Too often families don't have the information they need to protect their loved ones residing in assisted living facilities, said Jullie Gray, NAPGCM President.
Tucson, AZ (PRWEB) September 09, 2013
On the heels of a PBS Frontline 4-part investigative series which identified serious quality and patient safety problems in some assisted living facilities, the National Association of Professional Geriatric Care Managers (NAPGCM) released the results of a survey that offers critical advice to protect the growing number of seniors living in assisting living facilities.
"Too often families don't have the information they need to protect their loved ones residing in assisted living facilities," said Jullie Gray, NAPGCM President.
Nationwide, there are about 735,000 older Americans who reside in assisted living facilities. The typical resident is a woman about 87 years-old who is mobile, but needs assistance with approximately two to three activities of daily living, such as bathing, dressing and toileting. The number of Americans turning to assisted living is likely to grow.
Also, a new report by AARP, issued last week, predicts a sharp decline in the number of family caregivers available to help aging Baby Boomers, found that the number of Americans available to help care for their older family members will decline by nearly 50 percent in the coming decades as Baby Boomers get older. This decline in family caregivers will likely result in many more seniors moving into assisted living facilities.
New data from the National Investment Center (NIC) also points to a jump in assisted living. The NIC data reveals a major increase in the construction of new assisted living facilities with construction growing most rapidly in cities including Houston, Denver, Dallas, San Antonio and Phoenix.
Here are the top tips from the survey of professional geriatric care managers across the country conducted by the National Association of Professional Geriatric Care Managers (NAPGCM):
Before choosing a facility, check with state or local licensing agencies and the local long-term care ombudsman to ask if the facility has had safety or quality problems or complaints. If there have been problems ask what they were, when they occurred and how they were resolved.
Visit your loved one often. If you live out of town, or are unable to visit, ask other family members and friends to visit.
When you visit, eat the food, observe the residents and their interactions with staff, and talk to other families who visit their loved ones. The more you are involved and know the residents and staff the more you will be able to identify and address concerns.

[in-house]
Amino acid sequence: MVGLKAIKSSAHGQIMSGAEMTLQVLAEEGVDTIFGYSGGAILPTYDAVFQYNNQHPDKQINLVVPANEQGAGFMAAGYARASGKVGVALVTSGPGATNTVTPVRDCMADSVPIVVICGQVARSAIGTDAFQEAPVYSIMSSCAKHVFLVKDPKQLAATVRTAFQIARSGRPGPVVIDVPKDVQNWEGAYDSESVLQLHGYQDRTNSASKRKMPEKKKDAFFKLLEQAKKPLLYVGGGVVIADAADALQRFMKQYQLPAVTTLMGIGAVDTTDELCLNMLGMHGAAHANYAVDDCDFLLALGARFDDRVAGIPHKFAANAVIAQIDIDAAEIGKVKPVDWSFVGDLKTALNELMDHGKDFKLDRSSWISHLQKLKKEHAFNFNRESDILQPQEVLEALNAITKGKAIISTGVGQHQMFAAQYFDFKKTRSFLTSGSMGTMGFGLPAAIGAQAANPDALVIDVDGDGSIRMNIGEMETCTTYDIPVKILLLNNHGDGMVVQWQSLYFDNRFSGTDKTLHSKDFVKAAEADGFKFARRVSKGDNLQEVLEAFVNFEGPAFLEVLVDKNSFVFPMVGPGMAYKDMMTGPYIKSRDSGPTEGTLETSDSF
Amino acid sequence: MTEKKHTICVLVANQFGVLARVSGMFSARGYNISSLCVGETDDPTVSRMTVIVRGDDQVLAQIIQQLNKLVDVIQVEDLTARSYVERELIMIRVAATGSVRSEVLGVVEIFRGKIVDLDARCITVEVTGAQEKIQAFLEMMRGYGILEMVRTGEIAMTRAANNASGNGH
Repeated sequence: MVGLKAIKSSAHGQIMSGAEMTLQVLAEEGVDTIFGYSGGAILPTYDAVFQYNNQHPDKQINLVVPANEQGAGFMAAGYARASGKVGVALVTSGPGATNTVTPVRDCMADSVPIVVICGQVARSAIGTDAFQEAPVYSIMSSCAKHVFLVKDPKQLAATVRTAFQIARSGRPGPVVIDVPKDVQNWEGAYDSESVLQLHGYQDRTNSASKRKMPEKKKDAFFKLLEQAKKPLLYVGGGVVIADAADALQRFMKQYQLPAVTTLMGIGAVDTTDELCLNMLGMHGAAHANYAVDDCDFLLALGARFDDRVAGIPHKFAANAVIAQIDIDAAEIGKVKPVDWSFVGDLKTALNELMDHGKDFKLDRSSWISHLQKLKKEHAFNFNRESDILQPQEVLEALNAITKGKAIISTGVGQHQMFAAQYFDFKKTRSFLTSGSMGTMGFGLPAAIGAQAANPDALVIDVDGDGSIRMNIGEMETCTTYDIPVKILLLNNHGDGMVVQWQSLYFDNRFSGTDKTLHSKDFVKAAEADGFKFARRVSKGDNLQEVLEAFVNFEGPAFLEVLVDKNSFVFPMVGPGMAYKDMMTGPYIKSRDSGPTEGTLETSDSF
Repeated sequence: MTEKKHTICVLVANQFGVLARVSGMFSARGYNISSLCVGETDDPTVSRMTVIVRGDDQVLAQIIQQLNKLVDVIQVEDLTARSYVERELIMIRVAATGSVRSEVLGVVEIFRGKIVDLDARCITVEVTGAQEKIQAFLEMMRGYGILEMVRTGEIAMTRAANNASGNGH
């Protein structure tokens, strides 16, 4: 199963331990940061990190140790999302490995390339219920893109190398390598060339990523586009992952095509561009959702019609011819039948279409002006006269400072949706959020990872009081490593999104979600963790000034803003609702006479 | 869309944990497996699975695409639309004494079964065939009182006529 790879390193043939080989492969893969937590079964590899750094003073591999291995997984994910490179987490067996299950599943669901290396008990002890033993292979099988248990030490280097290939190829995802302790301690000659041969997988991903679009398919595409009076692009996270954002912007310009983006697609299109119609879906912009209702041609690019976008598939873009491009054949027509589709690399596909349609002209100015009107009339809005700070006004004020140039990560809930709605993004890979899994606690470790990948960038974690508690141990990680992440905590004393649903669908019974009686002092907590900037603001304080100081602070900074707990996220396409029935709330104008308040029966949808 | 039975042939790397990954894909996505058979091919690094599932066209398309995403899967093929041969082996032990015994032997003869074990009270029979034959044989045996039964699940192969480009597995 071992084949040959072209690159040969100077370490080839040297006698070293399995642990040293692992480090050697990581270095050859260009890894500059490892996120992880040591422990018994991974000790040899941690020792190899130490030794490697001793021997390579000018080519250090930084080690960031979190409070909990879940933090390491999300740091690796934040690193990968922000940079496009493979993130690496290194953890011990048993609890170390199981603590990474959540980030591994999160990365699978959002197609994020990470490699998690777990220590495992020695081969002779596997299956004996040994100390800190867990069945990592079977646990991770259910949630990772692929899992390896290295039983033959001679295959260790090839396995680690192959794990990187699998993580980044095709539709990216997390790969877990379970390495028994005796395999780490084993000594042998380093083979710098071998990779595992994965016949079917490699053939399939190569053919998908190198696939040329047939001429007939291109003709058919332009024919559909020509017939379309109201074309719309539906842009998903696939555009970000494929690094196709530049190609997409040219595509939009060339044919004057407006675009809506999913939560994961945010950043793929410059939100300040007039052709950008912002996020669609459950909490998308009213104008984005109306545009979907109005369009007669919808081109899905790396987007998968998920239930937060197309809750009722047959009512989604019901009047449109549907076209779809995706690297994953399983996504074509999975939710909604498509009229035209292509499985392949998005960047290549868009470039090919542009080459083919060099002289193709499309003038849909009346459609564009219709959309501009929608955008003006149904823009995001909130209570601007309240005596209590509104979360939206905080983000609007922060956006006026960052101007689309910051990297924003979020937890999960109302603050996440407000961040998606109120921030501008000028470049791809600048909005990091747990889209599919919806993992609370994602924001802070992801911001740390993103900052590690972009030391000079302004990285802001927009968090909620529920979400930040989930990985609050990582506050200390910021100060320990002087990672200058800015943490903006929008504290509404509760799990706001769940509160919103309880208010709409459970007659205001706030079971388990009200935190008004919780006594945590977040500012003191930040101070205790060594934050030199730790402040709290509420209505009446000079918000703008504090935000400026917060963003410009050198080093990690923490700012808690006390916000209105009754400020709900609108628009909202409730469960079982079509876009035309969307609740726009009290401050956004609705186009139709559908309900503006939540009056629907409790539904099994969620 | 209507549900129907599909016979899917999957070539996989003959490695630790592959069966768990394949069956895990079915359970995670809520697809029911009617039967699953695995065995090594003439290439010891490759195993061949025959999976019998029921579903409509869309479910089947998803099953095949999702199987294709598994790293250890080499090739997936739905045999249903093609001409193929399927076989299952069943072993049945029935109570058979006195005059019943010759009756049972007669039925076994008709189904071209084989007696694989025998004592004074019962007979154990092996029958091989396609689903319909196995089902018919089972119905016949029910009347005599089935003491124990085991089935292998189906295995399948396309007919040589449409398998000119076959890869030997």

If your loved one has dementia, learn how the facility assures their safety, including how they protect residents who are inclined to wander and if staff has appropriate training to respond to this and other behaviors associated with dementia.
If your loved one begins to need more care than the facility provides, obtain an independent professional assessment to determine if the facility is still appropriate for them. Many assisted living facilities do not provide one on one care. A loved one needing individualized care may need additional help hired independently, to be moved to a facility with more care, such as a nursing home, or may need hospice to be initiated.
If your loved one reports, or if you observe, issues with care, take action immediately. Do not wait. If the problem is serious and is not addressed promptly, help or seek help in moving your loved one to another facility. Expect to make additional visits or hire a caregiver during the transition.
A professional geriatric care manager can be your “eyes and ears” as an advocate and a partner in assuring quality care for your loved one in the facility.
The survey of 355 geriatric care managers was conducted August 26-28, 2013.
The National Association of Professional Geriatric Care Managers (NAPGCM) was formed in 1985 to advance dignified care for older adults and their families. Geriatric Care Managers are professionals who have extensive training and experience working with older people, people with disabilities and families who need assistance with caregiving issues. They assist older adults, who wish to remain in their homes, or can help families in the search for a suitable nursing home placement or extended care if the need occurs. The practice of geriatric care management and the role of care providers have captured a national spotlight, as generations of Baby Boomers age in the United States and abroad. For more information or to access a nationwide directory of professional geriatric care managers, please visit http://www.caremanager.org.